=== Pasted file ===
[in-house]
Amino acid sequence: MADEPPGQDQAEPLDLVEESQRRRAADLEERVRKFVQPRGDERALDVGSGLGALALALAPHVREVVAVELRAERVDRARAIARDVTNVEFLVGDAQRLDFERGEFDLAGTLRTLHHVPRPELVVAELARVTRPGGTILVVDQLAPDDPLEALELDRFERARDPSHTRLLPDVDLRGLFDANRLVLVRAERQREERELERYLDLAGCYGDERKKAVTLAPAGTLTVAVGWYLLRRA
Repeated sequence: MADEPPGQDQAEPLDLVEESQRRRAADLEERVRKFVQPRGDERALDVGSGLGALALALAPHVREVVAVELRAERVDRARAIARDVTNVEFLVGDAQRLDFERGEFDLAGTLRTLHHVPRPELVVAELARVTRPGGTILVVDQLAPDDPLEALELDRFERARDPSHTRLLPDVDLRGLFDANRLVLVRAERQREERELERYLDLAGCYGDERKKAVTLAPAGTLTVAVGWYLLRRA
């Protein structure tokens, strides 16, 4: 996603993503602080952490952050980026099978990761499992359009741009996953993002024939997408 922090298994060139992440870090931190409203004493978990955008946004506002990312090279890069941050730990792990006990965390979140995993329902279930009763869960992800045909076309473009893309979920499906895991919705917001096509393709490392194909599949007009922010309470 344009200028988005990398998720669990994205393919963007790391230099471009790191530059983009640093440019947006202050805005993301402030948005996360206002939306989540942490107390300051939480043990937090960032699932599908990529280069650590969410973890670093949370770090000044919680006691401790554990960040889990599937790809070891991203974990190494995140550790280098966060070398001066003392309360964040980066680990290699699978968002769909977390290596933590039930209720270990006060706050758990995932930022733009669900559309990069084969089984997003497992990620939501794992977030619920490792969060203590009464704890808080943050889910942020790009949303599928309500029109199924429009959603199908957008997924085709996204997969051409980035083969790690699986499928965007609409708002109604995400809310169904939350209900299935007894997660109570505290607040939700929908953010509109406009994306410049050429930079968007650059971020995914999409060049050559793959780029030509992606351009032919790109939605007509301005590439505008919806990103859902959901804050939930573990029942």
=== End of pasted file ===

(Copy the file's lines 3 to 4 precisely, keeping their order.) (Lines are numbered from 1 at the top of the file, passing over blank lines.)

Repeated sequence: MADEPPGQDQAEPLDLVEESQRRRAADLEERVRKFVQPRGDERALDVGSGLGALALALAPHVREVVAVELRAERVDRARAIARDVTNVEFLVGDAQRLDFERGEFDLAGTLRTLHHVPRPELVVAELARVTRPGGTILVVDQLAPDDPLEALELDRFERARDPSHTRLLPDVDLRGLFDANRLVLVRAERQREERELERYLDLAGCYGDERKKAVTLAPAGTLTVAVGWYLLRRA
């Protein structure tokens, strides 16, 4: 996603993503602080952490952050980026099978990761499992359009741009996953993002024939997408 922090298994060139992440870090931190409203004493978990955008946004506002990312090279890069941050730990792990006990965390979140995993329902279930009763869960992800045909076309473009893309979920499906895991919705917001096509393709490392194909599949007009922010309470 344009200028988005990398998720669990994205393919963007790391230099471009790191530059983009640093440019947006202050805005993301402030948005996360206002939306989540942490107390300051939480043990937090960032699932599908990529280069650590969410973890670093949370770090000044919680006691401790554990960040889990599937790809070891991203974990190494995140550790280098966060070398001066003392309360964040980066680990290699699978968002769909977390290596933590039930209720270990006060706050758990995932930022733009669900559309990069084969089984997003497992990620939501794992977030619920490792969060203590009464704890808080943050889910942020790009949303599928309500029109199924429009959603199908957008997924085709996204997969051409980035083969790690699986499928965007609409708002109604995400809310169904939350209900299935007894997660109570505290607040939700929908953010509109406009994306410049050429930079968007650059971020995914999409060049050559793959780029030509992606351009032919790109939605007509301005590439505008919806990103859902959901804050939930573990029942």